Pack information: 65 card deck with 169 page good quality booklet both contained within a solid box.
Card dimensions: 89 x 127 mms
Author: John Holland.
Cover Illustration Bryn Starr Best
Card illustrations John Matson
Back of box says: The 65 beautifully illustrated cards in this deck will create a powerful bridge between your psychic abilities and the ancient knowledge and meanings of the tarot; and will help you develop intuitive insights about all areas of your life including love and relationships, business matters, and even career changes.
This fascinating deck will work for you whether you're a novice or are already in tune with your psychic abilities. In the accompanying guidebook, psychic medium John Holland imparts techniques that he's practiced himself and taught in his workshops, relating to colours, symbology, shapes, words, card spreads, divination, numerology, energy centres, imagination, and more. By using the cards, you'll be able to incorporate John's techniques when you do a tarot reading for yourself or others.
Guest Review by Vernon Marshall
The world of the Tarot can be bewildering to beginners. They have taken a course or read a book on Tarot. They learn the names of the Major Arcana cards and the suits. They then acquire a Tarot deck that seems totally at variance with everything they have learned. The cards of the Psychic Tarot do not look like traditional Tarot cards, they do not bear the same archetypal figures, and there is even a different number of cards. This deck, however, is impressive.
Firstly, the cards are certainly different. Each card of the Major Arcana is renamed, although, for those needing a connection with the traditional Tarot, the guidebook does indicate which traditional archetype is represented by each new figure. For example, card number 5, traditionally the Hierophant, is given here as the Wisdom Card. The Star is replaced with Hope, and the Hermit is replaced with Solitude.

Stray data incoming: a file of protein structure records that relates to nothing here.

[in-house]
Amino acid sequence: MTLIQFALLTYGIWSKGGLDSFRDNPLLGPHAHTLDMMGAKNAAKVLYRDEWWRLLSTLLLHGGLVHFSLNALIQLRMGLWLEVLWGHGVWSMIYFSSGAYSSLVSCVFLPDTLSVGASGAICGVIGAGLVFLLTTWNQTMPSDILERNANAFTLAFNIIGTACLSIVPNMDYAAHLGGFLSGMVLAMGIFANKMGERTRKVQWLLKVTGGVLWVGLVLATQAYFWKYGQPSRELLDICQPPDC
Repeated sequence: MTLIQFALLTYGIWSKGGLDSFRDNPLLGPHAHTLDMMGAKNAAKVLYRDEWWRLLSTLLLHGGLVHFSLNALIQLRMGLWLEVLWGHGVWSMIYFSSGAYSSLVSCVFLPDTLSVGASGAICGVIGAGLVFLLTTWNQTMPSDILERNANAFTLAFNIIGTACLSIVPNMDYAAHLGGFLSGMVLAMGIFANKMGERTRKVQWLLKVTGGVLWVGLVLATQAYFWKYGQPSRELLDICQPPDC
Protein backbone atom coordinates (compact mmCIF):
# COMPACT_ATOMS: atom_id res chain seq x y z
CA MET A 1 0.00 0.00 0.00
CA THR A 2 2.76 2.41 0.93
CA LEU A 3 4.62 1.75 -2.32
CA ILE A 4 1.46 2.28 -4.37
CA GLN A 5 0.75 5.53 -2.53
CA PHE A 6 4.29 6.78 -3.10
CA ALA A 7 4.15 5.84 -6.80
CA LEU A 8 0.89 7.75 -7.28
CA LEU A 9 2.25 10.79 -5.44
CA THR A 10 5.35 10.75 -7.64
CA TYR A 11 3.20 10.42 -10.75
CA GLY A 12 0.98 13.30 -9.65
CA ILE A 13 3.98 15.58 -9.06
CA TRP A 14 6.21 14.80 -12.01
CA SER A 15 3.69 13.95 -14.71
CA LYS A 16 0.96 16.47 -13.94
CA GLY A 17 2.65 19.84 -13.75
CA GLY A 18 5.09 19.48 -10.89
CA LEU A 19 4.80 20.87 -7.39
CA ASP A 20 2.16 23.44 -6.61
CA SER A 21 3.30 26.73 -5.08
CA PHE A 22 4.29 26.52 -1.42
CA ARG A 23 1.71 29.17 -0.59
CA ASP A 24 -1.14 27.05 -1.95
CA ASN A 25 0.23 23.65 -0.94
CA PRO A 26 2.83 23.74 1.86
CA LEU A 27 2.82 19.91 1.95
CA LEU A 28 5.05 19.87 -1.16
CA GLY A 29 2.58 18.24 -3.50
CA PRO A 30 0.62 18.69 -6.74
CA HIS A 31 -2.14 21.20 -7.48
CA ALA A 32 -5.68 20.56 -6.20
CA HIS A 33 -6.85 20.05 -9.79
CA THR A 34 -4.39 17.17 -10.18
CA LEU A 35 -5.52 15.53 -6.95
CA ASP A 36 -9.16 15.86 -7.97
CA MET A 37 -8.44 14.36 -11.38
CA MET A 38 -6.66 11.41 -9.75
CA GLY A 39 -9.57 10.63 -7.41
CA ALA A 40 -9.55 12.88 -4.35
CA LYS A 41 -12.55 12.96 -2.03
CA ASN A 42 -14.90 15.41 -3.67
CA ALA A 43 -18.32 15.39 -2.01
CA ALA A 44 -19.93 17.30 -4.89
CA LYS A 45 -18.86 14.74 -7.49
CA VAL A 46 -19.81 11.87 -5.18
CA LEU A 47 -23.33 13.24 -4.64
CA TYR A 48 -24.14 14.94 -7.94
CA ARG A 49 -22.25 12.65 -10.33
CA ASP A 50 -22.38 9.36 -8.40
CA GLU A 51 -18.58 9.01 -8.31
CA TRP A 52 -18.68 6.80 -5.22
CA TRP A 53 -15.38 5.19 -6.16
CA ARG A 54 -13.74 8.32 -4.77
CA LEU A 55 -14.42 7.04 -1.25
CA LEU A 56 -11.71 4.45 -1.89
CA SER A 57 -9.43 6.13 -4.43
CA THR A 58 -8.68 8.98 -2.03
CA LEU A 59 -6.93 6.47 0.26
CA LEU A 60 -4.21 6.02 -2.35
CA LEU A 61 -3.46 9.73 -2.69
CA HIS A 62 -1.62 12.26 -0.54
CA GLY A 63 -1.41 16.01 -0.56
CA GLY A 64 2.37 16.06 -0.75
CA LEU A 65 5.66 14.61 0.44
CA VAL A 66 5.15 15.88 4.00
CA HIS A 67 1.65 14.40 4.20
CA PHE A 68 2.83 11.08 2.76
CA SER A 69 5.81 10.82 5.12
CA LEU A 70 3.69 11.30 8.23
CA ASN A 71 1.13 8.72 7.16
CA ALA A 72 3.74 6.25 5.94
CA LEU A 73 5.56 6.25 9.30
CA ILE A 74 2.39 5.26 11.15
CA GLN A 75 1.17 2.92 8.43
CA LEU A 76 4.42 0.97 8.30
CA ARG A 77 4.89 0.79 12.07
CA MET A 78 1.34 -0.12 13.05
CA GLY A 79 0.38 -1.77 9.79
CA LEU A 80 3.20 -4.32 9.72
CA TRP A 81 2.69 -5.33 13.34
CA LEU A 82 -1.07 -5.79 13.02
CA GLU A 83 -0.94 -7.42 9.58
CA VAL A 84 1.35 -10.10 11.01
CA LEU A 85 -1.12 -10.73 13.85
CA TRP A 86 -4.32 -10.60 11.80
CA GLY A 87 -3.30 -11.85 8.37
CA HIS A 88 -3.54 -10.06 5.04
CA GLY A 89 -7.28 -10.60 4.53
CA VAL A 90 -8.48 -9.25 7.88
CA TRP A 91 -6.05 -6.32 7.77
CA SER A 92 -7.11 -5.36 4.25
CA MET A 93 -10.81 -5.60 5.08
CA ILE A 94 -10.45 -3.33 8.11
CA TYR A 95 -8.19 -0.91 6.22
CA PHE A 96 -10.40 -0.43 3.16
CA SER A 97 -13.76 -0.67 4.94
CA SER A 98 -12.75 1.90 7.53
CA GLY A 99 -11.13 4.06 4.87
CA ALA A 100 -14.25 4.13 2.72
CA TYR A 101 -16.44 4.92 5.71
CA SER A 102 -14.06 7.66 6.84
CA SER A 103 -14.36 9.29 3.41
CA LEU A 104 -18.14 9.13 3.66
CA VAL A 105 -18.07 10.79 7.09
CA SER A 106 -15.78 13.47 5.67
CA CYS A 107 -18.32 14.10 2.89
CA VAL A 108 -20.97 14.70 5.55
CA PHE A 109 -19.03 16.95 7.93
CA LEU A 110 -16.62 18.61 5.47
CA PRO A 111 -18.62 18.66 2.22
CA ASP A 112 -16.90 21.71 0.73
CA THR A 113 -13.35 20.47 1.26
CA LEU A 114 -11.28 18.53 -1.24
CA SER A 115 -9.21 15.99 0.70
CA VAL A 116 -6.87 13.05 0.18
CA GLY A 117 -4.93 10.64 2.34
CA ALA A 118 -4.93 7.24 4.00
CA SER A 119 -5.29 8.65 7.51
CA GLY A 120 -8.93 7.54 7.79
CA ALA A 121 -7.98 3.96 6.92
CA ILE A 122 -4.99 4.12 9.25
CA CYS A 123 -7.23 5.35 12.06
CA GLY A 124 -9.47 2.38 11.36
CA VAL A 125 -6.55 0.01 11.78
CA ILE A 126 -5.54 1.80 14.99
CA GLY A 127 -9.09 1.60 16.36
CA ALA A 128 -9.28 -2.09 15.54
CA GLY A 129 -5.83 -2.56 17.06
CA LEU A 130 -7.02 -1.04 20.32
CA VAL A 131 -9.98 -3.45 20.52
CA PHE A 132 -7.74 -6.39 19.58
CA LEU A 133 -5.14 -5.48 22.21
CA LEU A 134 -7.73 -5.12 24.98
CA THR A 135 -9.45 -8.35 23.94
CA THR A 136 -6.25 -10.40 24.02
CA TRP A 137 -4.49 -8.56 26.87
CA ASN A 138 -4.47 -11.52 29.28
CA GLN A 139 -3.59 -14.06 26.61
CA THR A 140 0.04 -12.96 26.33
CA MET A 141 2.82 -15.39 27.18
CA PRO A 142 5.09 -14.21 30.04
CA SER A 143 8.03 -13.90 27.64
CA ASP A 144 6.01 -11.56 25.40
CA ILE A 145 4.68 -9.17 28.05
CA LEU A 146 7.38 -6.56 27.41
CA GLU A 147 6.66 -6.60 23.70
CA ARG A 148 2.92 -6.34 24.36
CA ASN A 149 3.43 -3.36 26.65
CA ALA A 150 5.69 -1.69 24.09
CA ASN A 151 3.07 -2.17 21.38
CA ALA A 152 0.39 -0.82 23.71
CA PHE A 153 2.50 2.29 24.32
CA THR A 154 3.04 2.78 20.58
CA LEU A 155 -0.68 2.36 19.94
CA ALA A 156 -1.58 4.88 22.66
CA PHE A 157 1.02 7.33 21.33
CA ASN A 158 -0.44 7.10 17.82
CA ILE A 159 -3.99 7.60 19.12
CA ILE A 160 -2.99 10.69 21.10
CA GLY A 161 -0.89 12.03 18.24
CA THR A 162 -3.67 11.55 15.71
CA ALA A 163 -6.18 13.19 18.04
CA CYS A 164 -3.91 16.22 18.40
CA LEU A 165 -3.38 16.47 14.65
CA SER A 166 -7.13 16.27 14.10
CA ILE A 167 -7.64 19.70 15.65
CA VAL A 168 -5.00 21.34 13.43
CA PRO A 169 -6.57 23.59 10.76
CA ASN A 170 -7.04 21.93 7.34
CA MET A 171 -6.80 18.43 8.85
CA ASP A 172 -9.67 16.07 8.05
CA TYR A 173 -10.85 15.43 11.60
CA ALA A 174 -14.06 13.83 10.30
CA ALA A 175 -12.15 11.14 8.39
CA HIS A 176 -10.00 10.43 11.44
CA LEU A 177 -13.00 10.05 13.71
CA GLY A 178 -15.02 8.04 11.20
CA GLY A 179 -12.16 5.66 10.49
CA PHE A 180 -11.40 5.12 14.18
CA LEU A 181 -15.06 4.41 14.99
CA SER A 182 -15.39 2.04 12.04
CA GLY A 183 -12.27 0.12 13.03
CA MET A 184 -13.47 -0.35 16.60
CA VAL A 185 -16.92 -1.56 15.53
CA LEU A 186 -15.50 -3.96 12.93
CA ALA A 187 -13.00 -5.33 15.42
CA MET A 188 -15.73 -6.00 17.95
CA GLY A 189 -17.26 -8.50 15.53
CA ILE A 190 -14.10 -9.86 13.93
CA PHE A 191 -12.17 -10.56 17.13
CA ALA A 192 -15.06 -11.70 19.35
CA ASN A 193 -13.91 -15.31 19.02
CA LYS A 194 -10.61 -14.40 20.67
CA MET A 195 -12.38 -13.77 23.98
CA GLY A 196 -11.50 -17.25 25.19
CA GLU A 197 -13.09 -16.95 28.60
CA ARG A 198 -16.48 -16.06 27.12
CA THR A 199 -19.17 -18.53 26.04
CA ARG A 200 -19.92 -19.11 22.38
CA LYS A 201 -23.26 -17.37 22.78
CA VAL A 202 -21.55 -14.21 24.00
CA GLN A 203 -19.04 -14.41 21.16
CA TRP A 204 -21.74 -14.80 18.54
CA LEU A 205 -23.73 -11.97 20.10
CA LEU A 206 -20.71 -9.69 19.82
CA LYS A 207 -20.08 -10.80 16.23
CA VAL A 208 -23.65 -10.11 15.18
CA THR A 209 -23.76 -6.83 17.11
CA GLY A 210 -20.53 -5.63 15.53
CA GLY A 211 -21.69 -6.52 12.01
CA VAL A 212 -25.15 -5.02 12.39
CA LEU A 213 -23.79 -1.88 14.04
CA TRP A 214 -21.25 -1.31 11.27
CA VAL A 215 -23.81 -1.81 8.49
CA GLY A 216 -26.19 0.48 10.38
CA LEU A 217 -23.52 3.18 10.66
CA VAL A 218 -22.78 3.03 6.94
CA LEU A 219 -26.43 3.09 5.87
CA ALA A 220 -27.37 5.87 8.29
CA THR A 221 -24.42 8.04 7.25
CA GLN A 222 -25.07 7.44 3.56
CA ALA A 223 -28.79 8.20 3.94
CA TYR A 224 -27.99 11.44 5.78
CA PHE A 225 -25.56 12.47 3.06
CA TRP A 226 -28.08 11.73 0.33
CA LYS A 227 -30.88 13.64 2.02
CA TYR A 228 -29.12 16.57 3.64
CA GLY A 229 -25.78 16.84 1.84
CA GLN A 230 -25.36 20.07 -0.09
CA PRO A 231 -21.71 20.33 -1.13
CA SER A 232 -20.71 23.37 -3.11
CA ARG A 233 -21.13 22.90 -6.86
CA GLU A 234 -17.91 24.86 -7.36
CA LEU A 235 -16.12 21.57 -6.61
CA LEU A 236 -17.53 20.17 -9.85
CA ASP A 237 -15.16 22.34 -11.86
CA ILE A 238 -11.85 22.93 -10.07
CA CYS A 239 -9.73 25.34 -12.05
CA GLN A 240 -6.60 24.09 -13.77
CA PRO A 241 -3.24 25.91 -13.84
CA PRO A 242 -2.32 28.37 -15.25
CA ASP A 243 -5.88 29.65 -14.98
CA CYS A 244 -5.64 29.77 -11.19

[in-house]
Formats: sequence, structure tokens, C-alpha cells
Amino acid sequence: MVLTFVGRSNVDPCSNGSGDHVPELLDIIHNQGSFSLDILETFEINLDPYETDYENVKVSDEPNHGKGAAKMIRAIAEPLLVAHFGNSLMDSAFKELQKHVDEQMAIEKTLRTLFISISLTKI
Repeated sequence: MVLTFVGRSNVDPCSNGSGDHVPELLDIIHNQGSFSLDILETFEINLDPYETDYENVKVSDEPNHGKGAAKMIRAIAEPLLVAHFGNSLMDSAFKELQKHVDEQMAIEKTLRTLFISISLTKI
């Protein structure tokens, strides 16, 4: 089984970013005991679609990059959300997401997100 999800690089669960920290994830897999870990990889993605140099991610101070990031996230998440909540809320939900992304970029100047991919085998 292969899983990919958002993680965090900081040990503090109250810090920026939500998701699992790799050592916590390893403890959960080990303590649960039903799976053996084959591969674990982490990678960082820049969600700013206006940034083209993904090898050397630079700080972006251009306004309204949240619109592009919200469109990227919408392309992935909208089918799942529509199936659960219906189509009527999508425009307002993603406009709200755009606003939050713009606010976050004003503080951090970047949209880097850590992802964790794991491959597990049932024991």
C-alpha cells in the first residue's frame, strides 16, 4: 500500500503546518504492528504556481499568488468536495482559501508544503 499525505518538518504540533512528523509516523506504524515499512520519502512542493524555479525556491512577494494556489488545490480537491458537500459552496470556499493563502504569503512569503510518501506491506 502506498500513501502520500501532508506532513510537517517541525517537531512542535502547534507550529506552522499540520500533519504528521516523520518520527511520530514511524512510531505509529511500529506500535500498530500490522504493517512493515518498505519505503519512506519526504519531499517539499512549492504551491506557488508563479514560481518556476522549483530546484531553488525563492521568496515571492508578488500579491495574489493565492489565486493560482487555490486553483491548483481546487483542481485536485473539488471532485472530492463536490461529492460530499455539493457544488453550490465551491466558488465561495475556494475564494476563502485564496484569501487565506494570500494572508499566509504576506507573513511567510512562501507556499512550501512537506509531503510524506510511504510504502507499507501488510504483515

The suits of the Minor Arcana are also differently named as Physical, Emotions, Mental and Spirit, the cards of the four suits each bearing a different colour border. There are also only nine cards in each suit, as there are no “Royal Cards.” Instead, however, there are seven Chakra cards. If you have done your sums you will have discovered that there are thus only 65 cards in the deck instead of the customary 78. The conclusion I drew from these changes is that the deck implies some previous experience in using the Tarot. Although John Holland suggests that this deck can be used by beginners as well as by more experienced users, I did feel that some knowledge beforehand would be helpful though not crucial.
Secondly, the cards come with a different approach to Tarot. John Holland has focused on the significance of colours, numbers, symbols and images. The more that the guidebook is used the more the user of this Tarot can acquire an understanding of how intuition can be nurtured from a psychical perspective.
Not only does he give over a section of the guidebook to issues such as clairsentience and clairvoyance, but he also asks for a careful reflection on the artwork itself. I do find the artwork very pleasing and evocative. The pictures are often quite simple, but the varied colours and the soft-edged figures create a gentle and attractive ambience. The characters portrayed are dressed in mediaeval costumes and that pleases me too. I find modern images too difficult to absorb into my intuitive mind!